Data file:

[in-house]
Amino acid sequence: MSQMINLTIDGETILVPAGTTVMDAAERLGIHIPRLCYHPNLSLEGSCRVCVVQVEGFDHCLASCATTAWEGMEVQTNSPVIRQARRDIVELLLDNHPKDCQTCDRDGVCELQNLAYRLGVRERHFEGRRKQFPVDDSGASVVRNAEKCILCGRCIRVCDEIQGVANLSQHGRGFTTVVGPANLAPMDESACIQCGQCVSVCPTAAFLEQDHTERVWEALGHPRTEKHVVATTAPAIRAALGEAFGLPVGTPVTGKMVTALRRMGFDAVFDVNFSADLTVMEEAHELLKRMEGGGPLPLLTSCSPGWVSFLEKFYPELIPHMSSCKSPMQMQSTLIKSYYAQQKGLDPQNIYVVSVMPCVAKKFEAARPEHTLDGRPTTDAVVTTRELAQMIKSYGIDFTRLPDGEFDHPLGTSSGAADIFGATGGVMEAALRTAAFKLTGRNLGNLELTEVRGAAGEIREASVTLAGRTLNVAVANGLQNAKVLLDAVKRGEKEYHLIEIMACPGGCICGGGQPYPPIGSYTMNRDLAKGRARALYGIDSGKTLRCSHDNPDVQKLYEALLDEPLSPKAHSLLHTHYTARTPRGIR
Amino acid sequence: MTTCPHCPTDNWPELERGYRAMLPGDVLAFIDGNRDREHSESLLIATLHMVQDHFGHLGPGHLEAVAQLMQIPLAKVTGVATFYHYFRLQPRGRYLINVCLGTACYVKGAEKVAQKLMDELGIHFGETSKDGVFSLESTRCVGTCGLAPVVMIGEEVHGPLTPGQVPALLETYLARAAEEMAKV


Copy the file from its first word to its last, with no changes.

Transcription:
[in-house]
Amino acid sequence: MSQMINLTIDGETILVPAGTTVMDAAERLGIHIPRLCYHPNLSLEGSCRVCVVQVEGFDHCLASCATTAWEGMEVQTNSPVIRQARRDIVELLLDNHPKDCQTCDRDGVCELQNLAYRLGVRERHFEGRRKQFPVDDSGASVVRNAEKCILCGRCIRVCDEIQGVANLSQHGRGFTTVVGPANLAPMDESACIQCGQCVSVCPTAAFLEQDHTERVWEALGHPRTEKHVVATTAPAIRAALGEAFGLPVGTPVTGKMVTALRRMGFDAVFDVNFSADLTVMEEAHELLKRMEGGGPLPLLTSCSPGWVSFLEKFYPELIPHMSSCKSPMQMQSTLIKSYYAQQKGLDPQNIYVVSVMPCVAKKFEAARPEHTLDGRPTTDAVVTTRELAQMIKSYGIDFTRLPDGEFDHPLGTSSGAADIFGATGGVMEAALRTAAFKLTGRNLGNLELTEVRGAAGEIREASVTLAGRTLNVAVANGLQNAKVLLDAVKRGEKEYHLIEIMACPGGCICGGGQPYPPIGSYTMNRDLAKGRARALYGIDSGKTLRCSHDNPDVQKLYEALLDEPLSPKAHSLLHTHYTARTPRGIR
Amino acid sequence: MTTCPHCPTDNWPELERGYRAMLPGDVLAFIDGNRDREHSESLLIATLHMVQDHFGHLGPGHLEAVAQLMQIPLAKVTGVATFYHYFRLQPRGRYLINVCLGTACYVKGAEKVAQKLMDELGIHFGETSKDGVFSLESTRCVGTCGLAPVVMIGEEVHGPLTPGQVPALLETYLARAAEEMAKV